Table 3 Mothers’ responses to questions regarding perceived challenges to intervention attendance and engagement with comparison by intervention completion status and group randomization (N  = 79)
Table 4 Mothers’ responses to questions regarding preferred alternative intervention delivery methods and motivations with comparison by intervention completion status and group randomization (N = 79)


Poor adherence and high attrition remain significant challenges for DPPs targeting persons in high-risk communities, particularly for parents with competing priorities [7]. ENCOURAGE, a youth-friendly DPP curriculum, was delivered to mothers with increased risk for T2D at local YMCAs [6]. However, like other studies, participation and engagement were met with challenges. These challenges with program participation mirror recent reports from the National Diabetes Prevention Program of low retention rates for younger and racial minority populations [8]. Based on survey results, three themes emerged that can inform future delivery of diabetes prevention interventions: flexibility, accessibility, and group-based format.

The combination of scheduling conflicts and the lack of alternative program delivery modes create a perfect storm for non-engagement. The lack of flexible attendance options prevents participation in this program, especially by parents actively raising children. DPPs targeted to low-income mothers and other high-risk populations must address participant burden and opportunity costs.

Over half of participants reported wanting online or virtual sessions. The DPP has been translated into digital formats to increase accessibility and cost-effectiveness [9,10,11]. However, the dissemination of such formats has been limited for those who may benefit most from DPP interventions due to persistent beliefs that low-income Americans have limited access to technology (e.g., computers, internet, and smartphones).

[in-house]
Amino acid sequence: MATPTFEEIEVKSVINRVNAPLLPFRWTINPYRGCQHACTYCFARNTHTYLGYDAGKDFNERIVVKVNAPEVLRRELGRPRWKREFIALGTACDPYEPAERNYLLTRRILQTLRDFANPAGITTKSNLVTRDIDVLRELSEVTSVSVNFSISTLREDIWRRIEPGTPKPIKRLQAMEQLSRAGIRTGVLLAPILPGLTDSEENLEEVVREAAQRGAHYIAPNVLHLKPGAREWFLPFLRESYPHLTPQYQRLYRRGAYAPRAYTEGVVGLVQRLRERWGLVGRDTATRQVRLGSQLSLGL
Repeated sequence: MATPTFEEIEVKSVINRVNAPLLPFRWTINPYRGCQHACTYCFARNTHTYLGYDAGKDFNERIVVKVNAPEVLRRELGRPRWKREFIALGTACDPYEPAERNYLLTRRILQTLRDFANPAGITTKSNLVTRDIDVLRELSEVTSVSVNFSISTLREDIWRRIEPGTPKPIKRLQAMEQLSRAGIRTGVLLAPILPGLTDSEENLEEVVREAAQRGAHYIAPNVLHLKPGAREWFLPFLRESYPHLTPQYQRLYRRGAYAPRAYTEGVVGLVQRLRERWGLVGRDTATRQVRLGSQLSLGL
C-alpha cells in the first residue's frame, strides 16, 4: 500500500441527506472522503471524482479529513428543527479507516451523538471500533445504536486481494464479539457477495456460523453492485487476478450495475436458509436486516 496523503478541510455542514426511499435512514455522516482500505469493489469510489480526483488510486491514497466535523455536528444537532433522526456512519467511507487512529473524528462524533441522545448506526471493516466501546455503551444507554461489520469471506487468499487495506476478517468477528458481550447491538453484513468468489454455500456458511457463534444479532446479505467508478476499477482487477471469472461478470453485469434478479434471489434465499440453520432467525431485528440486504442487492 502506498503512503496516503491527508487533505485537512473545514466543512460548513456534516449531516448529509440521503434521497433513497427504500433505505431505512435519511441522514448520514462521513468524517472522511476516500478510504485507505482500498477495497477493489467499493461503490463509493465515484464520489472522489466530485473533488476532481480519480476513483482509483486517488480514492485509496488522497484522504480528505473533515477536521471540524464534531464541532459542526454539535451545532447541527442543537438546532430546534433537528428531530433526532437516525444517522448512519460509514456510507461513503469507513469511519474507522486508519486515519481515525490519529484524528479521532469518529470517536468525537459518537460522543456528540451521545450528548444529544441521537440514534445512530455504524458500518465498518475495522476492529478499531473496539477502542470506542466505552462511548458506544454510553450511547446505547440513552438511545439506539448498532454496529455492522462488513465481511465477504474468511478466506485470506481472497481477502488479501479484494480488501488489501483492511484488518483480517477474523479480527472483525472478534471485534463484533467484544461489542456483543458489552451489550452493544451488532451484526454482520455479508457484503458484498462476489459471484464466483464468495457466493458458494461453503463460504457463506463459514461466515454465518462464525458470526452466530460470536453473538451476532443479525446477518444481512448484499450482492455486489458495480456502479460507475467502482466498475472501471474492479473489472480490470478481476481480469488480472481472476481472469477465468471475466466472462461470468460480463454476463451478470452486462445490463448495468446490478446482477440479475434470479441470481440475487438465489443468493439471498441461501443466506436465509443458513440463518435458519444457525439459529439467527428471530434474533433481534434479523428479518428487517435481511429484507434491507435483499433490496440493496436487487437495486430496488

The ENCOURAGE intervention was delivered in a group setting, to allow for an economy of time and resources, as well as to facilitate the sharing of knowledge and points of view of fellow participants. However, women reported a preference for one-on-one sessions. One-on-one sessions could mitigate participants’ feeling uncomfortable or judged. Also, one-on-one sessions would resolve scheduling issues of a group-based model. A recent pilot study of veterans with prediabetes who attended individualized lifestyle counseling sessions delivered one-on-one by medical providers showed promising results in reducing A1c levels [12].

It is important to note a few limitations of the current study, including low engagement and low intervention completion rate. The survey response rate was 61.7%, potentially resulting in selection bias. However, there were no significant differences in baseline characteristics between respondents and non-respondents. Also, the survey was developed for this study and was not validated, which could introduce response bias due to measurement error. While the results may not be generalizable, they do provide practical implications for diabetes prevention programming in “real-world” settings.